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Hello and welcome once again to ‘Final Frontier Friday’! This week we’ll be returning to ‘Deep Space Nine’ for a look at the episode ‘In the Pale Moonlight. I haven’t got much in the way of preamble this week, so let’s just cut to the chase!

Falling late in the show’s sixth season, ‘In the Pale Moonlight’ is what you might call “peak ‘DS9’.” The show, by this point, had long since found its voice and was at roughly the midway point of its signature storyline: the Dominion War. As might be expected from ‘Star Trek’, the writers used this story not only to inject some action into the show but to examine the costs and hard choices that are part and parcel of any war. In point of fact, this episode may well be the most striking example of exactly that.

‘In the Pale Moonlight’ started off as a very different episode. As originally conceived by Peter Allan Fields, it would have seen Jake Sisko, in his role as a journalist, uncover some Watergate-esque malfeasance, ultimately placing him in conflict with his father. In at least one version of the story, Jake would have uncovered some dark secret about Shakaar, the First Minister of the Bajoran government, which Sisko would have tried to prevent his son from publishing. In a later draft, this became a secret about Captain Sisko himself. It was felt, however, that placing to two Siskos in opposition to one another never quite rang true. This was thanks in large part to the fact that the relationship between the two was too strong, a fact which had always been part of the show’s bedrock, not to mention something that was (and has since remained) fairly unique in the entirety of ‘Star Trek’. This lead to Jake being jettisoned from the story altogether and its subsequent development into the version that we know today.

We begin as Sisko – obviously a bit out of sorts – is dictating his personal log. This, he explains, is to help him come to terms with some unspecified action he has taken. Two weeks ago, he posted the latest casualty list in the wardroom, which he explains has become a grim Friday ritual. Dax lost a friend that week to a Dominion attack along the Romulans border. They are able to cross through Romulan territory thanks to a nonaggression pact the Empire signed. Sisko and his officers lament this. The war hasn’t been going well for the Federation, and if the Romulans joined the fight, they could very well turn the tide. Sisko explains that in retros, that was the point of no return. That was the moment he decided that he would find a way to bring the Romulans into the war.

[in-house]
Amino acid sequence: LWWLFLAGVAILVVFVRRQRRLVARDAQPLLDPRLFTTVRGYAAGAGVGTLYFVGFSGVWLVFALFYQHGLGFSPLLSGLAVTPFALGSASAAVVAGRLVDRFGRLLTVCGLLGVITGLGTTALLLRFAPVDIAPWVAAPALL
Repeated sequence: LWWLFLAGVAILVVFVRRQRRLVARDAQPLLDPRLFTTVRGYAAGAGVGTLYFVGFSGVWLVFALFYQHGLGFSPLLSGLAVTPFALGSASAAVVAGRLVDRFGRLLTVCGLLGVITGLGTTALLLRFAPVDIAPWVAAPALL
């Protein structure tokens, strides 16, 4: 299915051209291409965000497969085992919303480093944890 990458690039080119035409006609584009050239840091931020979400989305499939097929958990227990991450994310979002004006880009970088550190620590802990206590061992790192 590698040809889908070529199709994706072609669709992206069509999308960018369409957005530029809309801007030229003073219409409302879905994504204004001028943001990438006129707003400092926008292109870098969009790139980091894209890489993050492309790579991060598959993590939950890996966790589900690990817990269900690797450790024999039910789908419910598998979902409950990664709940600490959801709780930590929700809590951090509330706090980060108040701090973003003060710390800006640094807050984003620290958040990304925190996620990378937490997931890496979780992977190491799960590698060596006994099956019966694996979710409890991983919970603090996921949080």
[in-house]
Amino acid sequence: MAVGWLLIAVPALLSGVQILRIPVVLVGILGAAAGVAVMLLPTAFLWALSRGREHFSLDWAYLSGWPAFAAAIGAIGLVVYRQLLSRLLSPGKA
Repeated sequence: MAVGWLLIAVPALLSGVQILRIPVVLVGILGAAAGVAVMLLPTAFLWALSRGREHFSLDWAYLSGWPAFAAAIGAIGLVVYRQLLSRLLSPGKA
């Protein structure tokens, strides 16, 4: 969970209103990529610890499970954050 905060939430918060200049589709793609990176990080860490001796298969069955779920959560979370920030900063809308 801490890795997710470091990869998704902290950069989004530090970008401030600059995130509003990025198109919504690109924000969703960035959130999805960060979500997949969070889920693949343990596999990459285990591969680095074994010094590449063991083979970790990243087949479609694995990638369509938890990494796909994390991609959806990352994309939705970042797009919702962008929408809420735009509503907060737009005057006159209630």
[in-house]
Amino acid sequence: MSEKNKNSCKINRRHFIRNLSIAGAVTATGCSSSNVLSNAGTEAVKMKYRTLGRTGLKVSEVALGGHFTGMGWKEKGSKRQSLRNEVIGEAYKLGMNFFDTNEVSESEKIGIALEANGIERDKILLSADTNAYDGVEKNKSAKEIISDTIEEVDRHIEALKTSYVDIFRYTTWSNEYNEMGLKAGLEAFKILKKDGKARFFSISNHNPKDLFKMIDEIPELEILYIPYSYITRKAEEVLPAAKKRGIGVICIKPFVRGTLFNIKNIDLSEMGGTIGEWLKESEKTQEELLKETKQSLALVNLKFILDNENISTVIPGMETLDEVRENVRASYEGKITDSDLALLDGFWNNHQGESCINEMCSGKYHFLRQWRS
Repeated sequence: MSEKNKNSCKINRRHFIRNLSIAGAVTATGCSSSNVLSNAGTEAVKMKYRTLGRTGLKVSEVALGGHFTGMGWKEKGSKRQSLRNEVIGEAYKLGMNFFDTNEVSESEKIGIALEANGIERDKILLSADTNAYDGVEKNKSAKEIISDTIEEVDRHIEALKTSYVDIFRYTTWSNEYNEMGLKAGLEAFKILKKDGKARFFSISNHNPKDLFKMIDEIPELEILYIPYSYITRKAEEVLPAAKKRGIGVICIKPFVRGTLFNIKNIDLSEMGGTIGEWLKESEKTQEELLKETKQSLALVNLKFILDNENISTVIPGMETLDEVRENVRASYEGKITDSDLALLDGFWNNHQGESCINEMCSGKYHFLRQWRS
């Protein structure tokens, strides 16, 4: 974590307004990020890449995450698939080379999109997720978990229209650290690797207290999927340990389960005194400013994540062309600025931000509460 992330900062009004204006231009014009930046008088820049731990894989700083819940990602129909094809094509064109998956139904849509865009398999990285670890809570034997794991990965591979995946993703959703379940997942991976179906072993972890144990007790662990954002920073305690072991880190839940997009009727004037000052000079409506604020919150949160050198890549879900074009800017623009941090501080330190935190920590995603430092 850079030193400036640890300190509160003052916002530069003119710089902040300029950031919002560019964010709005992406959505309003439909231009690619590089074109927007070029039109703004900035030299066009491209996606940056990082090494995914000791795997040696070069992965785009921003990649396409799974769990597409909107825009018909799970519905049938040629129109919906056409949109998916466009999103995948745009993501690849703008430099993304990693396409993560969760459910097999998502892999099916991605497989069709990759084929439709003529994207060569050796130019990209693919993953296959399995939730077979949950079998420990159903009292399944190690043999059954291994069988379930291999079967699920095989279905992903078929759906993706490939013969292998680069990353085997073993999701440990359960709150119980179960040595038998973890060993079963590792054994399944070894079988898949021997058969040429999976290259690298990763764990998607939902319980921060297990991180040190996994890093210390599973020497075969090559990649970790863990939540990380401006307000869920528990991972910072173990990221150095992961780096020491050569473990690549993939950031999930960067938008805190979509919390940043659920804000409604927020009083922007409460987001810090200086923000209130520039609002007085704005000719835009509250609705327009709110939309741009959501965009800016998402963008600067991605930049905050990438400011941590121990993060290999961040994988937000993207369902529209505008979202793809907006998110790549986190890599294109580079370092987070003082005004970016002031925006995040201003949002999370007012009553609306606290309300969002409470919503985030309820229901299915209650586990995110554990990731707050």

The Romulans, Sisko reasons, will only join the war if it is in their best interest to do so, and so far that’s a hard case to argue. Any evidence of a Dominion plot against the Romulans, however, would be under lock and key far behind the lines. This leads him to speak with Garak, hoping that the spy-turned-tailor might still have some contacts, someone who owes him a favor. Hen Garak notes that even the attempt to enlist the Romulans is likely to be a “very messy, very bloody business.” Sisko reiterates his determination, simply asking if Garak is in or out. He’s in.

In the middle of the night, Dax wales him with the news that Betazed has fallen to the Dominion. This puts them in a position to threaten several core Federation worlds, including Vulcan and Alpha Centauri. Garak, meanwhile, was able to reach several of his former colleagues, all of whom, he informs Sisko, were killed within hours of speaking to him. Ever resourceful, Garak suggests that the best way to guarantee you find evidence of a plan to invade Romulus is to simply manufacture it. Sisko wonders if he should have walked away then and there but instead, he presses on, albeit covertly. Garak recommends reaching out to a Romulan Senator named Vreenak, one of the most pro-Dominion voices on Romulus. How best to convince the Senator? Why, present him with a single-use optolithic data rod of the type used for official record keeping on Cardassia. This data rod will, naturally, contain a holorecording of the invasion of Romulus being discussed at the highest levels of power. Sisko tells Garak that he’ll contact Starfleet Command to approve the operation. With that approval in hand, and Garak’s forged of choice sprung from a Klingon prison, they can begin.